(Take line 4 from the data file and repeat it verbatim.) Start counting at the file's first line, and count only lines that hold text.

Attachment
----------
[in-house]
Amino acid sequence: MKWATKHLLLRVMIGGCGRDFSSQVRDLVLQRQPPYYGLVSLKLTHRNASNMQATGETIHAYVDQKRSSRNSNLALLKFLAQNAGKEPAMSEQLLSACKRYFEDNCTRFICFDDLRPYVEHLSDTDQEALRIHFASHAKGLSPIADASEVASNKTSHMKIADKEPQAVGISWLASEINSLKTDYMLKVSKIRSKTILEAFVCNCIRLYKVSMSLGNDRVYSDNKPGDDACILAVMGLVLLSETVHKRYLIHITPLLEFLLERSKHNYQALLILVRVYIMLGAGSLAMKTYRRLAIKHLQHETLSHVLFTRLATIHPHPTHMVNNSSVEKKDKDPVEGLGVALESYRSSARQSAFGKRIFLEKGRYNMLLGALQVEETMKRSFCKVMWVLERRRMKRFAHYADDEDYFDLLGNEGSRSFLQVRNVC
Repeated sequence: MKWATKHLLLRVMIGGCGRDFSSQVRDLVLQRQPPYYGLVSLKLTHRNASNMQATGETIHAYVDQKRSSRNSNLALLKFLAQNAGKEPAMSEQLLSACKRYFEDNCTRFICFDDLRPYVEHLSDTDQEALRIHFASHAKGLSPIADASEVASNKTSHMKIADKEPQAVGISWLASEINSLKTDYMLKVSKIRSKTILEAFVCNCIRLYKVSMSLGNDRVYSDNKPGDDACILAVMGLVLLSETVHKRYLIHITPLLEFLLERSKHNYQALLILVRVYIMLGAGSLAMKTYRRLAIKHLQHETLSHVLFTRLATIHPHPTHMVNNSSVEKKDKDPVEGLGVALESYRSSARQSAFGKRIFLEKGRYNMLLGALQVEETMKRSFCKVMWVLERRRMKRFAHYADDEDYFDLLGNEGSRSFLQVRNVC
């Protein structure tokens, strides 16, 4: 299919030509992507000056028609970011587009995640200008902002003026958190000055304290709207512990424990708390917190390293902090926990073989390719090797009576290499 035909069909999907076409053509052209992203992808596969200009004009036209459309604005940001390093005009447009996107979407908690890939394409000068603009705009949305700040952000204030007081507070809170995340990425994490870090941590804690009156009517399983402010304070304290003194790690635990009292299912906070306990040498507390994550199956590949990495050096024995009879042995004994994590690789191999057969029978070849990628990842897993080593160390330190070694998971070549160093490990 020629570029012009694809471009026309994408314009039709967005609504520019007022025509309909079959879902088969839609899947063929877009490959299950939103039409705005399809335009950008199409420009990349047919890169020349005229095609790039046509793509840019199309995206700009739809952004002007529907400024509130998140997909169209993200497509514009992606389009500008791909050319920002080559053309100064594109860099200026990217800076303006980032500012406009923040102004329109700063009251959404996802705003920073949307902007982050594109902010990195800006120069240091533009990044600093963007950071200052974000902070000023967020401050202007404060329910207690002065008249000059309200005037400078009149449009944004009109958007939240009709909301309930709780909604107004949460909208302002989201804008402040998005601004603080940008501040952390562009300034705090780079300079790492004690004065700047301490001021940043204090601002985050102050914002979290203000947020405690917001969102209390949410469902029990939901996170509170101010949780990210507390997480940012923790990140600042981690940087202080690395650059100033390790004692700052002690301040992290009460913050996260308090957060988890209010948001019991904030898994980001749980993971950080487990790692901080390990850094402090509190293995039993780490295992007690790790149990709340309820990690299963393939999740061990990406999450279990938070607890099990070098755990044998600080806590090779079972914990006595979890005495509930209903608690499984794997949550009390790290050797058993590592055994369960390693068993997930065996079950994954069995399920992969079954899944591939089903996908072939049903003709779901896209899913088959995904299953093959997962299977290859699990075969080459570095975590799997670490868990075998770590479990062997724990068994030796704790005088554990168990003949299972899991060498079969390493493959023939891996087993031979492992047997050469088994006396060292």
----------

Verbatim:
């Protein structure tokens, strides 16, 4: 299919030509992507000056028609970011587009995640200008902002003026958190000055304290709207512990424990708390917190390293902090926990073989390719090797009576290499 035909069909999907076409053509052209992203992808596969200009004009036209459309604005940001390093005009447009996107979407908690890939394409000068603009705009949305700040952000204030007081507070809170995340990425994490870090941590804690009156009517399983402010304070304290003194790690635990009292299912906070306990040498507390994550199956590949990495050096024995009879042995004994994590690789191999057969029978070849990628990842897993080593160390330190070694998971070549160093490990 020629570029012009694809471009026309994408314009039709967005609504520019007022025509309909079959879902088969839609899947063929877009490959299950939103039409705005399809335009950008199409420009990349047919890169020349005229095609790039046509793509840019199309995206700009739809952004002007529907400024509130998140997909169209993200497509514009992606389009500008791909050319920002080559053309100064594109860099200026990217800076303006980032500012406009923040102004329109700063009251959404996802705003920073949307902007982050594109902010990195800006120069240091533009990044600093963007950071200052974000902070000023967020401050202007404060329910207690002065008249000059309200005037400078009149449009944004009109958007939240009709909301309930709780909604107004949460909208302002989201804008402040998005601004603080940008501040952390562009300034705090780079300079790492004690004065700047301490001021940043204090601002985050102050914002979290203000947020405690917001969102209390949410469902029990939901996170509170101010949780990210507390997480940012923790990140600042981690940087202080690395650059100033390790004692700052002690301040992290009460913050996260308090957060988890209010948001019991904030898994980001749980993971950080487990790692901080390990850094402090509190293995039993780490295992007690790790149990709340309820990690299963393939999740061990990406999450279990938070607890099990070098755990044998600080806590090779079972914990006595979890005495509930209903608690499984794997949550009390790290050797058993590592055994369960390693068993997930065996079950994954069995399920992969079954899944591939089903996908072939049903003709779901896209899913088959995904299953093959997962299977290859699990075969080459570095975590799997670490868990075998770590479990062997724990068994030796704790005088554990168990003949299972899991060498079969390493493959023939891996087993031979492992047997050469088994006396060292």